JAVA SE 6 Update 34
Please see read below from our friends at Toymaster Security Lab
New 0-day for Java
A new Java 0-day vulnerability is out and affects the latest version of Java (Java 7 update 6) and is so far being used in limited targeted attacks. So far, Java 6 versions seem to be unaffected. Also, note that the attack does not crash the browser, but instead leaves it running, and the exploit loads immediately. The vulnerability can be exploited through any browser running on any operating system, from Windows and Linux to OS X, that has Java 7 installed, and I believe Mac users are especially at great risk. The vulnerability is not in Java 6; it’s in new functionality introduced in Java 7.
AV recognition at this time is 0/42 so your AV will not protect you right now, and just hoping AV catches it is not a viable option.
Of further concern – the exploit has also been integrated into the Metasploit Framework.
Personally, I recommend that unless you run Firefox with NoScript and AdBlock Plus (to control where you accept and execute Java from) and browse even known sites carefully, you should consider disabling Java 7 until a patch is released. If Java is a must, then I recommend reverting to Java 6 update 34 which is not affected.
Brian Krebs also has a good write-up on this located here –
From Atif Mushtaq on 2012.08.26 at FireEye Intelligence Lab –
Zero-Day Season is Not Over Yet
New Java zero-day vulnerability has been spotted in the wild. We have seen this unpatched exploit being used in limited targeted attacks. Most of the recent Java run-time environments i.e., JRE 1.7x are vulnerable. In my lab environment, I was able to successfully exploit my test machine against latest version of FireFox with JRE version 1.7 update 6 installed.
Initial exploit is hosted on a domain named ok.XXX4.net. Currently this domain is resolving to an IP address in China. Attacker web site is fully functional at the time of writing this article i.e., on August 26, 2012.
A successful exploit attempt can result in a dropper (Dropper.MsPMs) getting installed on infected systems. The dropper executable is located on the same server.
Dropper.MsPMs further talks to its own CnC domain hello.icon.pk which is currently resolving to an IP address 188.8.131.52 located in Singapore.
It’s just a matter of time that a POC will be released and other bad guys will get hold of this exploit as well. It will be interesting to see when Oracle plans for a patch, until then most of the Java users are at the mercy of this exploit. Our investigation is not over yet; more details will be shared on a periodic basis.
More from Deep End Research –
Atif Mushtaq from FireEye covered the payload part of the exploit, which is helpful and something to look out for if you are protecting your network or your customers. We should note that attackers are not limited to .net addresses and already used other domains and IP addresses.
The malicious executable name varies and it the future may get replaced by any kind of payload. At this point, it appears to be Poison Ivy RAT variant that is likely to be detected by many antivirus vendors.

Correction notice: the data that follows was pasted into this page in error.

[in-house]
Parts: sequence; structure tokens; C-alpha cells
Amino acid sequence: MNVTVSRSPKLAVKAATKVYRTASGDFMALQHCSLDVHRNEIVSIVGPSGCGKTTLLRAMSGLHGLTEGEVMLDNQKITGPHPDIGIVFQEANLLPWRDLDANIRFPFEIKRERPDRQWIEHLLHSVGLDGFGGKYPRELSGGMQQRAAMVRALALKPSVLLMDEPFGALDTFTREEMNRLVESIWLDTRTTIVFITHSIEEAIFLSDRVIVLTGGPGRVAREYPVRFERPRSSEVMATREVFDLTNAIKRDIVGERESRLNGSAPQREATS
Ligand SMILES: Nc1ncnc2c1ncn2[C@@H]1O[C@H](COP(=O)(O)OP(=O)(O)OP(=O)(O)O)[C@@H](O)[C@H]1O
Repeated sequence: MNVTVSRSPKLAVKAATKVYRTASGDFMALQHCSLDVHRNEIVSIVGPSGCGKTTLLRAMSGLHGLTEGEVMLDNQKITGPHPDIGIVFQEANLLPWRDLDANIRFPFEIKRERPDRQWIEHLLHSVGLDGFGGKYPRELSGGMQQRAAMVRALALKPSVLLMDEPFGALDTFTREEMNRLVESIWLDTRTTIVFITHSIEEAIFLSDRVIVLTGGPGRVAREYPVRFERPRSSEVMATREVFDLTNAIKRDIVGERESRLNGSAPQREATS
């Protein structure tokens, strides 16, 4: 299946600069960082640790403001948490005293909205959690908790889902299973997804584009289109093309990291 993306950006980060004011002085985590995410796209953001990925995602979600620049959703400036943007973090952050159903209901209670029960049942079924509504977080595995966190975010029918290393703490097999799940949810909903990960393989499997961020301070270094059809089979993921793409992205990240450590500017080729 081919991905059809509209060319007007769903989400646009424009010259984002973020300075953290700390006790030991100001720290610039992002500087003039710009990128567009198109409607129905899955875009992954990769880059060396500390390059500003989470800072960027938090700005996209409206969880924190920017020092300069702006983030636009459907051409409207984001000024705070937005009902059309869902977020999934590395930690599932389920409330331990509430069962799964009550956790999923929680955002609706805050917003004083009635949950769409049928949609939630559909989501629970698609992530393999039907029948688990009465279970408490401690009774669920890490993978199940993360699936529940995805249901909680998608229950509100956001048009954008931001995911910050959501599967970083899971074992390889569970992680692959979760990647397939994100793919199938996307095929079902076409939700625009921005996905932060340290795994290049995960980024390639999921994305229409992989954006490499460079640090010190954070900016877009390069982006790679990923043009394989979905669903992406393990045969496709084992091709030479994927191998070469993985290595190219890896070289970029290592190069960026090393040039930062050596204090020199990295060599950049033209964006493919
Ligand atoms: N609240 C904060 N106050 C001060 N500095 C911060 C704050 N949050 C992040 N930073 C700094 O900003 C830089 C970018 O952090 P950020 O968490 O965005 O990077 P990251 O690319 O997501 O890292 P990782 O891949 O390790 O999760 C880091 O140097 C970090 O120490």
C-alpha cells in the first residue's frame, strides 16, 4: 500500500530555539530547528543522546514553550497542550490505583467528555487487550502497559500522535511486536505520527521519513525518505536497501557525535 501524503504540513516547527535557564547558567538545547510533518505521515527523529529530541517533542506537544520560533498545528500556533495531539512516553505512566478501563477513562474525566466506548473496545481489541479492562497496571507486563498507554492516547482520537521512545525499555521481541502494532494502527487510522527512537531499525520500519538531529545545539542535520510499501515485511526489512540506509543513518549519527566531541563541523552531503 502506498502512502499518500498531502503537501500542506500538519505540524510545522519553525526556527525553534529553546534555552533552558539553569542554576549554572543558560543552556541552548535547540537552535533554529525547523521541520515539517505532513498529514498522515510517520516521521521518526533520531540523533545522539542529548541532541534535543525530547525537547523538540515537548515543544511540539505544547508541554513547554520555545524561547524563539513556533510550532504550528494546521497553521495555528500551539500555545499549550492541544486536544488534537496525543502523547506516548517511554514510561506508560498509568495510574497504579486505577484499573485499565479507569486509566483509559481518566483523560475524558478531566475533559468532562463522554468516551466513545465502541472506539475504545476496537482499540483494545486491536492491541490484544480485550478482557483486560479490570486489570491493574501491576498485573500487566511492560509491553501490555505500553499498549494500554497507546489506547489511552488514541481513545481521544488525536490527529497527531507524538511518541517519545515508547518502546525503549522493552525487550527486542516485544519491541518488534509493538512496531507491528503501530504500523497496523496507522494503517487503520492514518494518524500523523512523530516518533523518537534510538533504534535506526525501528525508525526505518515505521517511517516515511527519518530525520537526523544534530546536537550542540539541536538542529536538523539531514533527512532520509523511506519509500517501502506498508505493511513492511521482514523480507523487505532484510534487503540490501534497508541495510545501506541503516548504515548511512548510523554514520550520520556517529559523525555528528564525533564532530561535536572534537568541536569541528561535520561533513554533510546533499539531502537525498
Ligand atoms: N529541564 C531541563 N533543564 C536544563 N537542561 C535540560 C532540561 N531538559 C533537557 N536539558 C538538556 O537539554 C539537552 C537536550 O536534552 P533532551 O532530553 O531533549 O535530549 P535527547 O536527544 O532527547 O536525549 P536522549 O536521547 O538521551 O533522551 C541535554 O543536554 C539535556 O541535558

More about Poison Ivy
Alienvault Nmap Script to detect Poison Ivy Clients
Will Brown: Detecting Poison Ivy
Details about the exploited vulnerability, mitigation factors and tips.
2. This vulnerability affects Java 7 (1.7) Update 0 to 6. Does NOT affect Java 6 and below.
3. It works in all versions of Internet Explorer, Firefox, and Opera. Does NOT work in Chrome. (Update: The original exploit we tested did not affect Chrome. We did not test Metasploit but reports are that their version works. All hackers and exploit kit makers now can use a freely available Metasploit module and you can expect a huge wave of drive-by attacks as well as email links. To be safe, perhaps best approach is not to use Java or patch it.)
4. It does not crash browsers (which does NOT mean it does not work!), the landing page looks like a blank page, sometimes one may see a flash of a rotating Java logo and the word “Loading”
5. The malicious Java applet is downloaded like you see on the picture below. At this point, if your system is not vulnerable or is patched, the attack stops. From the user perspective, it is impossible to tell if the attack was successful or not.
6. If the exploit is successful, it downloads and executes a malicious binary, which calls to another IP address/domain hello.icon.pk / 184.108.40.206
7. Although older Java is not vulnerable to this attack, downgrading is not recommended due to many other vulnerabilities in the older versions of Java.
8. Disable Java in your browser, apply the patch (see below), or use Chrome.
Malware behavior and indicators
Payload: : hi.exe Size: 16896
MD5: 4A55BF1448262BF71707EEF7FC168F7D (Virustotal 26/42)
- Legitimate Portable Media Serial Number Service MsPMSNSv.dll is deleted from C\WINDOWS\system32 (Virustotal 0/42)
- Malicious mspmsnsv.dll is copied to C\WINDOWS\system32 (Virustotal 21/42)
- “Portable Media Serial Number Service” (WmdmPmSN in the registry) is running.
Reference Links –
* Vulnerability Note VU#636312
* Zero-Day Season is Not Over Yet
* Let’s start the week with a new Java 0-day in Metasploit <https://community.rapid7.com/community/metasploit/blog/2012/08/27/lets-start-the-week-with-a-new-java-0day>
* The Security Manager <http://docs.oracle.com/javase/tutorial/essential/environment/security.html>
* Java 7 0-Day vulnerability information and mitigation. <http://www.deependresearch.org/2012/08/java-7-0-day-vulnerability-information.html>
* How to disable the Java web plug-in in Safari <https://support.apple.com/kb/HT5241>
* How to turn off Java applets